'No-deal Brexit could be almost as bad as 2008 financial crisis', says Tory leadership contender Jeremy Hunt

A no-deal Brexit could be almost as bad as the 2008 financial crisis, Conservative leadership candidate Jeremy Hunt has conceded.

The foreign secretary said the shock of a no-deal could increase the national debt by £90 billion, and agreed with William Hague it may lead to Scotland and Northern Ireland breaking away from the United Kingdom.

Speaking to ITV News Political Editor Robert Peston, following hustings in Belfast, Mr Hunt said: "The Bank of England's predictions are that it wouldn't be quite [as bad as the financial crisis], but it could be very serious if we get this wrong."

Jeremy Hunt is up against Boris Johnson in the Tory leadership race. Credit: PA

He went on to say, despite the risks, it is still important to deliver Brexit, as it what people voted for in the 2016 referendum, in order to preserve the British democratic values revered by people around the world.

He said: "My judgement is, when I go round the world as foreign secretary, people say one of the most amazing things about your country is that you are one of the most robust democracies in the world, one of the oldest democracies.

"This is a country where we do what the people tell us, so we have to deliver Brexit. We have to make it a success and part of the way we'll make it a success first of all, preparing for a no-deal Brexit. "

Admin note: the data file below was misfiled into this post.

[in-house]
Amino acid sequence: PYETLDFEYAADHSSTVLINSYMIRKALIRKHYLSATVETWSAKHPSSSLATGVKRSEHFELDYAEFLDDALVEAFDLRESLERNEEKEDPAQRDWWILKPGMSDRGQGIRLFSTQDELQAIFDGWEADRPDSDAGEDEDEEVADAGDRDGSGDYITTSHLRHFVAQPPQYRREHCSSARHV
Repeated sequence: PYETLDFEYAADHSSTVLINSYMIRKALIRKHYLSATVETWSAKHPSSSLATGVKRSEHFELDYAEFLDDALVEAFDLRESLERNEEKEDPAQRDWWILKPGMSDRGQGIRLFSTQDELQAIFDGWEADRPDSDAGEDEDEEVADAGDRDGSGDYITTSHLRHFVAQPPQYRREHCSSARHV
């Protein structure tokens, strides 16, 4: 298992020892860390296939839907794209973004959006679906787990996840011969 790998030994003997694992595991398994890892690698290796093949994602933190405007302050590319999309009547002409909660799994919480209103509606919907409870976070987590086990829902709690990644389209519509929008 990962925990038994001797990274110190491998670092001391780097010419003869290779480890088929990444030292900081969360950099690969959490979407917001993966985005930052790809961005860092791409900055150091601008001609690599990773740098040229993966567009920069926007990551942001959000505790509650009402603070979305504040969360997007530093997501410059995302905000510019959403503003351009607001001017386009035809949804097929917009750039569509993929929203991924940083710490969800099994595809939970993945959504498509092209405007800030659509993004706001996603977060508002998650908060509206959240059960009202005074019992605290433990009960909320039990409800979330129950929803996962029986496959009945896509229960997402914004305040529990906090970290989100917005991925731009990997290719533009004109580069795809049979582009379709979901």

Mr Hunt said he would take action which would ensure people did not become poorer as a result of the UK leaving the European Union without a deal. He suggested this could mean an emergency budget, cutting taxes for businesses to mitigate a financial shock.

Promised spending boosts for the military and education sectors would also be pushed back, he said, due to the need for greater expenditure to offset the effects of a no-deal exit.

He explained: "The promises I made for the MOD and for the education budget - they would have to wait if we had a no-deal Brexit."

He added cutting business taxes would help corporations be "more resilient in the face of a no-deal Brexit".

The Chancellor the Exchequer, Philip Hammond, has said he believes the candidates are risking blowing the party's reputation of being thrifty with taxpayers cash.

In a wide-ranging interview, Mr Hunt said the BBC should hold a debate to which he was invited without Boris Johnson after his leadership rival declined an invitation.

Earlier on Tuesday, he tweeted it is an "absolute joke" Mr Johnson won't submit himself to media grillings until after the majority of Conservative party members have voted.

He told ITV News: "I just think what we need is to have a proper debate, a head-to-head debate, between the two people who want to be our prime minister about all these big choices.

"That's what Conservative party members want to see, that's what the country want to see and Boris' campaign team are refusing to have any of those debates or really tough media interviews until after most Conservative party members have actually voted.

"I just think that makes a mockery of the whole thing. I think the BBC should have had a bit more mojo and said we're going to have this debate."

He added he hadn't seen images of the Brexit Party turning their backs during the playing of the European Union anthem shows how divided the UK has become.

He told Robert Peston: "I don't think anyone should show disrespect to someone else's flag but I'm afraid it just shows how incredibly polarised politics had got.

"In the case of Brexit, until we deliver Brexit, we're going to see this retreating to extremes which is very bad for our country."

Mr Hunt also admitted he used to go Brazilian dancing after work to do the lambada.

He said he would head out after 10pm, following a voting session in parliament, to indulge in his passion "at least once a week".

  • Watch Jeremy Hunt's full interview